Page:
It is essential care coordinators meet the needs of those they serve. This doesn't always equate to a specific credential or degree; one's life experiences are valuable when connecting to and supporting others. What matters is the care coordination team is bolstered by educational opportunities, technical assistance and hands-on support.
Find the right person. Hired care coordinators should have the credentials and experience that best meet the needs of the population they serve and the ability to navigate through individual serving systems (health, social, etc.) (see Standards 5.1 and 5.3 for more information).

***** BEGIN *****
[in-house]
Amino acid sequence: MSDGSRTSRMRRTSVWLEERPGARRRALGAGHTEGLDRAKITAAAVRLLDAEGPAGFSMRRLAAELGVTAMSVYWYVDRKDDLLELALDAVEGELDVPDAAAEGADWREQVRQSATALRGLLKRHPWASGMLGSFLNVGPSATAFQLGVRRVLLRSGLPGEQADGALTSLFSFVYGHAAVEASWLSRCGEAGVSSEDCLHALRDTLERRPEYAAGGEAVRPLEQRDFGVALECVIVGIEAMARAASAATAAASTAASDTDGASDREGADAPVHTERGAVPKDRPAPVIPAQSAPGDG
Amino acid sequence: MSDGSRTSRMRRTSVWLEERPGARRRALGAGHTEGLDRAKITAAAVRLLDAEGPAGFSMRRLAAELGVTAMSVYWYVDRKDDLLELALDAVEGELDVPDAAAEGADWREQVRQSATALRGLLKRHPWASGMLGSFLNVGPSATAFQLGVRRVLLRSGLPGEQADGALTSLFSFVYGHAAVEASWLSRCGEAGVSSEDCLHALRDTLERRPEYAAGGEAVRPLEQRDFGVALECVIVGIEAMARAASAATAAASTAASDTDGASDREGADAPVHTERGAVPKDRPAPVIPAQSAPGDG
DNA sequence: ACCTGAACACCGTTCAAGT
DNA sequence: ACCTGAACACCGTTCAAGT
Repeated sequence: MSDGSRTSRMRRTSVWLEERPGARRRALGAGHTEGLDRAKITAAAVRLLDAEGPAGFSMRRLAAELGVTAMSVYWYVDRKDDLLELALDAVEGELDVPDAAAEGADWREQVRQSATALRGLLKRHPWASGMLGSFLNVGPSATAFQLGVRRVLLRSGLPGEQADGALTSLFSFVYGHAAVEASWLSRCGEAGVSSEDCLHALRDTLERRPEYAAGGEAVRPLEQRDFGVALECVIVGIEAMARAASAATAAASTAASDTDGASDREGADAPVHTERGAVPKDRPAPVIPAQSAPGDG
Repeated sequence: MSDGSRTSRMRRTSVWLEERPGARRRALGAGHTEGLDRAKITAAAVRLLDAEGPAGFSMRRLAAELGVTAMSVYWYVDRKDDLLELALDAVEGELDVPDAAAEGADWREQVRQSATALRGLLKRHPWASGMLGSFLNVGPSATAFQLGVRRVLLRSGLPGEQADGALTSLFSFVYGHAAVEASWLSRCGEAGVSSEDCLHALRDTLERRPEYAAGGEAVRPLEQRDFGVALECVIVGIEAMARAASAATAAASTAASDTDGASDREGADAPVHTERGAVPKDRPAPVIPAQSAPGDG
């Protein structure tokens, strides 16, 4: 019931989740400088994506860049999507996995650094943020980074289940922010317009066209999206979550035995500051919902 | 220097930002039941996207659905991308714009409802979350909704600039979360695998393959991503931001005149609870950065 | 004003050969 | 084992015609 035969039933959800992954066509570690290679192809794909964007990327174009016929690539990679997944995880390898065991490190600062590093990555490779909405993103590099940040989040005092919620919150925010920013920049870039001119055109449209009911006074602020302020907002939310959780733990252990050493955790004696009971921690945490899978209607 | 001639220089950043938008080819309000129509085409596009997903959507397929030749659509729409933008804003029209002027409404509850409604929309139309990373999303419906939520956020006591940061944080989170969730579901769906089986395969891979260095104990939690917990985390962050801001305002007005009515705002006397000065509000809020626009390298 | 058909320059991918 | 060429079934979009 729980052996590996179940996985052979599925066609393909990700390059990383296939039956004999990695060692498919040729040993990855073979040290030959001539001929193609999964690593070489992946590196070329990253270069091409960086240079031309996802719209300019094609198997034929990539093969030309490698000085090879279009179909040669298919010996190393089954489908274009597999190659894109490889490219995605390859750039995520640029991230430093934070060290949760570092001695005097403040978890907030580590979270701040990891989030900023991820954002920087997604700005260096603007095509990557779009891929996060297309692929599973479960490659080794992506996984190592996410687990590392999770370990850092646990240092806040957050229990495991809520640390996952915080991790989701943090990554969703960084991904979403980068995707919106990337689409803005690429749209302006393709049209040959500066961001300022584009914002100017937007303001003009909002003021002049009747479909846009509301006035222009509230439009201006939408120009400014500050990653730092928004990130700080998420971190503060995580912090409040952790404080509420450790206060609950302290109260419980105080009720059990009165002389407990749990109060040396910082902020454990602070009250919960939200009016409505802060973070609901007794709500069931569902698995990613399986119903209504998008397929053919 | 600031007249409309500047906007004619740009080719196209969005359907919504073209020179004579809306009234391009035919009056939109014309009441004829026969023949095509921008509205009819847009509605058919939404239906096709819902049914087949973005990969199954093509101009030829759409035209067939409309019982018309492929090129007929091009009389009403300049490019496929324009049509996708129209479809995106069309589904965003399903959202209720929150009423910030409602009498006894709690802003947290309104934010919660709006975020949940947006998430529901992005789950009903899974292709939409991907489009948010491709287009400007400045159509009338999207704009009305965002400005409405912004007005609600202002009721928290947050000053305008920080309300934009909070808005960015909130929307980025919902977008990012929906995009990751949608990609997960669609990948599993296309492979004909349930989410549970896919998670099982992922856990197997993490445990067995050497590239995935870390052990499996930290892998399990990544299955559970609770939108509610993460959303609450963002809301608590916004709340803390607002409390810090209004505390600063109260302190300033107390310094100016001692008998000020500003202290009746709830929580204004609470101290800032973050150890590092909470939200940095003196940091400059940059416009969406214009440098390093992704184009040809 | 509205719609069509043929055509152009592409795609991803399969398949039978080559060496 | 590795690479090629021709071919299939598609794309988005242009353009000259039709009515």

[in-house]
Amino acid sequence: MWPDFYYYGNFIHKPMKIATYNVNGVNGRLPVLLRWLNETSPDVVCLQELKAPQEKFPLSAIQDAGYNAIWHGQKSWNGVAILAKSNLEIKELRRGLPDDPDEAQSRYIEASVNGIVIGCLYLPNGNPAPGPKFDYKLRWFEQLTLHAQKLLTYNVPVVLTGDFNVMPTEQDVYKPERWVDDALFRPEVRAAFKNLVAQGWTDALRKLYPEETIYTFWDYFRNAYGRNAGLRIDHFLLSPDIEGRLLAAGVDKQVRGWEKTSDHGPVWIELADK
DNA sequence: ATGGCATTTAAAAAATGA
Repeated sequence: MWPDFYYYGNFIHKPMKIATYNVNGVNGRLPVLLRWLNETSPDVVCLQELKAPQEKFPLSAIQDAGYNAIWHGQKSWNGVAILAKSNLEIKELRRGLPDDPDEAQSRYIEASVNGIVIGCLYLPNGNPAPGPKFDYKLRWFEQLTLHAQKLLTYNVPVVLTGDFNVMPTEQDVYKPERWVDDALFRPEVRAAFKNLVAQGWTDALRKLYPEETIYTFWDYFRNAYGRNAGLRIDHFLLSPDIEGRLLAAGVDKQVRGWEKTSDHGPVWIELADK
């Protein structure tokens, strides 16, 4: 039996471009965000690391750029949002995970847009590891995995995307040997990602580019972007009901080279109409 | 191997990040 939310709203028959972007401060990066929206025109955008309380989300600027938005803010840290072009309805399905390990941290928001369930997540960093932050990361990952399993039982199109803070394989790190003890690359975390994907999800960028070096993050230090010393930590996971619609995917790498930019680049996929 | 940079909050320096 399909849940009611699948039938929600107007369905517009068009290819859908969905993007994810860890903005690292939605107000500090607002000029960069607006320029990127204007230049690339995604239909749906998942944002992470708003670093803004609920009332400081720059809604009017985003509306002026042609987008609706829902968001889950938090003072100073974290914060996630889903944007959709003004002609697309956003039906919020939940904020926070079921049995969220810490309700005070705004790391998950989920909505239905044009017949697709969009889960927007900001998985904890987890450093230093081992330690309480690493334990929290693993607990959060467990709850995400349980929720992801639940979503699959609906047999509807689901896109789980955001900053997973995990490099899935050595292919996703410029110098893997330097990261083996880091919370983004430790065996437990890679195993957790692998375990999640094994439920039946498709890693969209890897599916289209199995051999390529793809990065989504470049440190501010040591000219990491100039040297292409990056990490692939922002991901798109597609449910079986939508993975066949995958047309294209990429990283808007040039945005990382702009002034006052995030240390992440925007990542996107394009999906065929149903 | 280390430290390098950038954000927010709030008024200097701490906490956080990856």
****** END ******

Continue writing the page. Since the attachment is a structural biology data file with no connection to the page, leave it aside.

Plan for training. Training for care coordinators should be ongoing to continue to expand abilities. A variety of training topics important for care coordinators include confidentiality, implicit bias, motivational interviewing and more (see Standard 5.4 for more information).
Payment for services. The payment or reimbursement plan for care coordination meets the expectations based on qualifications, workload and intensity of services (see Standard 5.7 for more information).